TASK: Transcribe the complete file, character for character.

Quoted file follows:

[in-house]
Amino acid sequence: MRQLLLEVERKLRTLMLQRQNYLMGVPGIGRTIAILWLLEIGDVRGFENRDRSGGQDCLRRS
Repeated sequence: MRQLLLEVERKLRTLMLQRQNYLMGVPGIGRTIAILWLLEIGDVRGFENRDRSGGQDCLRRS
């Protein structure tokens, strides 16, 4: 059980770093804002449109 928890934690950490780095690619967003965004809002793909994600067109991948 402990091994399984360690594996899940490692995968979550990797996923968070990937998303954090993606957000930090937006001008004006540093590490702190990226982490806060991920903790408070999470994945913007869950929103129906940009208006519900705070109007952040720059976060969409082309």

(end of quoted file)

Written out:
[in-house]
Amino acid sequence: MRQLLLEVERKLRTLMLQRQNYLMGVPGIGRTIAILWLLEIGDVRGFENRDRSGGQDCLRRS
Repeated sequence: MRQLLLEVERKLRTLMLQRQNYLMGVPGIGRTIAILWLLEIGDVRGFENRDRSGGQDCLRRS
């Protein structure tokens, strides 16, 4: 059980770093804002449109 928890934690950490780095690619967003965004809002793909994600067109991948 402990091994399984360690594996899940490692995968979550990797996923968070990937998303954090993606957000930090937006001008004006540093590490702190990226982490806060991920903790408070999470994945913007869950929103129906940009208006519900705070109007952040720059976060969409082309």